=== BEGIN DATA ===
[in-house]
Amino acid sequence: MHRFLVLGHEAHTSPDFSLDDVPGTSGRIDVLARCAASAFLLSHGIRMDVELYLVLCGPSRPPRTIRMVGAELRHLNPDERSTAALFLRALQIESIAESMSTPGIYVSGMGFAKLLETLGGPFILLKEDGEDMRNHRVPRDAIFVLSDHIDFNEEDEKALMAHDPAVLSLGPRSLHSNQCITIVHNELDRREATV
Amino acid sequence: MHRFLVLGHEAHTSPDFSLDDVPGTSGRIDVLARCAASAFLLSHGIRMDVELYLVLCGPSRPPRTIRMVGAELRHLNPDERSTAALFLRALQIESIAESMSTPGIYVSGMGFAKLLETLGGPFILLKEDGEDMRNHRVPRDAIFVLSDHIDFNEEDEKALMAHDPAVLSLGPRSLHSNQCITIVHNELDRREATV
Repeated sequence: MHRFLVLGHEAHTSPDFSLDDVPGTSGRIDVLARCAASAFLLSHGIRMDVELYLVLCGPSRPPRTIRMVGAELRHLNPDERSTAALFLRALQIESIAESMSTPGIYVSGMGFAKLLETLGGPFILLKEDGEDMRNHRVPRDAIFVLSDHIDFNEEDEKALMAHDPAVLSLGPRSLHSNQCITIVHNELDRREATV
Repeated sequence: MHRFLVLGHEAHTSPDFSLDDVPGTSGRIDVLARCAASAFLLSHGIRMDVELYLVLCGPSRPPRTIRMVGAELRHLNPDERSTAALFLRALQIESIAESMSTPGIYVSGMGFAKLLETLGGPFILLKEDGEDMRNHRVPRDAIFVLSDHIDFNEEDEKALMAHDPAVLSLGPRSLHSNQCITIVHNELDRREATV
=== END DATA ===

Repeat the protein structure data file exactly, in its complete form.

[in-house]
Amino acid sequence: MHRFLVLGHEAHTSPDFSLDDVPGTSGRIDVLARCAASAFLLSHGIRMDVELYLVLCGPSRPPRTIRMVGAELRHLNPDERSTAALFLRALQIESIAESMSTPGIYVSGMGFAKLLETLGGPFILLKEDGEDMRNHRVPRDAIFVLSDHIDFNEEDEKALMAHDPAVLSLGPRSLHSNQCITIVHNELDRREATV
Amino acid sequence: MHRFLVLGHEAHTSPDFSLDDVPGTSGRIDVLARCAASAFLLSHGIRMDVELYLVLCGPSRPPRTIRMVGAELRHLNPDERSTAALFLRALQIESIAESMSTPGIYVSGMGFAKLLETLGGPFILLKEDGEDMRNHRVPRDAIFVLSDHIDFNEEDEKALMAHDPAVLSLGPRSLHSNQCITIVHNELDRREATV
Repeated sequence: MHRFLVLGHEAHTSPDFSLDDVPGTSGRIDVLARCAASAFLLSHGIRMDVELYLVLCGPSRPPRTIRMVGAELRHLNPDERSTAALFLRALQIESIAESMSTPGIYVSGMGFAKLLETLGGPFILLKEDGEDMRNHRVPRDAIFVLSDHIDFNEEDEKALMAHDPAVLSLGPRSLHSNQCITIVHNELDRREATV
Repeated sequence: MHRFLVLGHEAHTSPDFSLDDVPGTSGRIDVLARCAASAFLLSHGIRMDVELYLVLCGPSRPPRTIRMVGAELRHLNPDERSTAALFLRALQIESIAESMSTPGIYVSGMGFAKLLETLGGPFILLKEDGEDMRNHRVPRDAIFVLSDHIDFNEEDEKALMAHDPAVLSLGPRSLHSNQCITIVHNELDRREATV